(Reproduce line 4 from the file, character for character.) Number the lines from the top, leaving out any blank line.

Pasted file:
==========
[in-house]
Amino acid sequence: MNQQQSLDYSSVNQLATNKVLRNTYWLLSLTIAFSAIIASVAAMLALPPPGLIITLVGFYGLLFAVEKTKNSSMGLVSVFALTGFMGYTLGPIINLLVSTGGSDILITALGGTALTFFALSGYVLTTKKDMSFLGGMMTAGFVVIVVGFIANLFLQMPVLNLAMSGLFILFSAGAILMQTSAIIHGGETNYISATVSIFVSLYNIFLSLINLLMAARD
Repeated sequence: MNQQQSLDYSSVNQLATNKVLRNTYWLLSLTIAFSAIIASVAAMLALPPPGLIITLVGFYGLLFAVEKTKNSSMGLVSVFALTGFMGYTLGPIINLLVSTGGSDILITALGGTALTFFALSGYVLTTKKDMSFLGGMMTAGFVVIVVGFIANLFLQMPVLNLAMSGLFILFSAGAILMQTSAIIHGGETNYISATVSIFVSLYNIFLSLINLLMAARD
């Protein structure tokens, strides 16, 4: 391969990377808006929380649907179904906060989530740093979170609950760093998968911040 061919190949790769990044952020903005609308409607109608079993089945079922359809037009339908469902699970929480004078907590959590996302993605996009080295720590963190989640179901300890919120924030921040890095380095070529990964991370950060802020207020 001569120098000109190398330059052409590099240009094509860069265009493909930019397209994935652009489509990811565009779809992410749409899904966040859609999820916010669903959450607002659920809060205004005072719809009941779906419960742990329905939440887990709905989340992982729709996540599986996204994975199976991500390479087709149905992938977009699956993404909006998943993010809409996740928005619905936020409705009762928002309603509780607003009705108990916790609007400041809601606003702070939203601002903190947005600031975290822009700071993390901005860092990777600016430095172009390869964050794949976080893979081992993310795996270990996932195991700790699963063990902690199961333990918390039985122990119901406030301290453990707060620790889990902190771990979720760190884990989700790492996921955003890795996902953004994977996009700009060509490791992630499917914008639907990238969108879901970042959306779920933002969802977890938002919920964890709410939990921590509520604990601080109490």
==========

């Protein structure tokens, strides 16, 4: 391969990377808006929380649907179904906060989530740093979170609950760093998968911040 061919190949790769990044952020903005609308409607109608079993089945079922359809037009339908469902699970929480004078907590959590996302993605996009080295720590963190989640179901300890919120924030921040890095380095070529990964991370950060802020207020 001569120098000109190398330059052409590099240009094509860069265009493909930019397209994935652009489509990811565009779809992410749409899904966040859609999820916010669903959450607002659920809060205004005072719809009941779906419960742990329905939440887990709905989340992982729709996540599986996204994975199976991500390479087709149905992938977009699956993404909006998943993010809409996740928005619905936020409705009762928002309603509780607003009705108990916790609007400041809601606003702070939203601002903190947005600031975290822009700071993390901005860092990777600016430095172009390869964050794949976080893979081992993310795996270990996932195991700790699963063990902690199961333990918390039985122990119901406030301290453990707060620790889990902190771990979720760190884990989700790492996921955003890795996902953004994977996009700009060509490791992630499917914008639907990238969108879901970042959306779920933002969802977890938002919920964890709410939990921590509520604990601080109490």